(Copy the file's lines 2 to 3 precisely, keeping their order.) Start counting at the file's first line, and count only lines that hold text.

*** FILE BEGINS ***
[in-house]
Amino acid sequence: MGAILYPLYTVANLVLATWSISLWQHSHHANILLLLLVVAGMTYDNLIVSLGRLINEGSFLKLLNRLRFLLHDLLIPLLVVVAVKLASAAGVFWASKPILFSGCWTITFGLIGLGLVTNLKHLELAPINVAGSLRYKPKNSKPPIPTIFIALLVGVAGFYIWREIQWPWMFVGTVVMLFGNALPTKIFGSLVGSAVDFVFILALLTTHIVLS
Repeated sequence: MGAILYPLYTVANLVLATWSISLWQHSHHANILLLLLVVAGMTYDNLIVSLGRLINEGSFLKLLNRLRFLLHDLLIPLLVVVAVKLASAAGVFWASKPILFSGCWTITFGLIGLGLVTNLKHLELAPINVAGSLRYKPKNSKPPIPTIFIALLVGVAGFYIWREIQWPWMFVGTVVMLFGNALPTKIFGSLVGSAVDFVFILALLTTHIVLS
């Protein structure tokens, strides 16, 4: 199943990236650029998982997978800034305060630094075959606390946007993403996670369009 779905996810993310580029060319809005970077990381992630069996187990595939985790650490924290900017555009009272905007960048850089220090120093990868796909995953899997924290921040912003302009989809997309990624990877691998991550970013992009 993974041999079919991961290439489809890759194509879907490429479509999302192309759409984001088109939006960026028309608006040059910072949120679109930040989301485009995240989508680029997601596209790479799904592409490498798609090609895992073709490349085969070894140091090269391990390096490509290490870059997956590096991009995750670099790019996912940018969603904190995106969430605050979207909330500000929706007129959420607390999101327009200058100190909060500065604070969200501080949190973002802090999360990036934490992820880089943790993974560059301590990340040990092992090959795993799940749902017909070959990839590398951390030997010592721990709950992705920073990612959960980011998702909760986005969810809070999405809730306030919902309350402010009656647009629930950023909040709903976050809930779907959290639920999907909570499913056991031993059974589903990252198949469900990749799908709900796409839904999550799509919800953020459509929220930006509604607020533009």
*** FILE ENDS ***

Amino acid sequence: MGAILYPLYTVANLVLATWSISLWQHSHHANILLLLLVVAGMTYDNLIVSLGRLINEGSFLKLLNRLRFLLHDLLIPLLVVVAVKLASAAGVFWASKPILFSGCWTITFGLIGLGLVTNLKHLELAPINVAGSLRYKPKNSKPPIPTIFIALLVGVAGFYIWREIQWPWMFVGTVVMLFGNALPTKIFGSLVGSAVDFVFILALLTTHIVLS
Repeated sequence: MGAILYPLYTVANLVLATWSISLWQHSHHANILLLLLVVAGMTYDNLIVSLGRLINEGSFLKLLNRLRFLLHDLLIPLLVVVAVKLASAAGVFWASKPILFSGCWTITFGLIGLGLVTNLKHLELAPINVAGSLRYKPKNSKPPIPTIFIALLVGVAGFYIWREIQWPWMFVGTVVMLFGNALPTKIFGSLVGSAVDFVFILALLTTHIVLS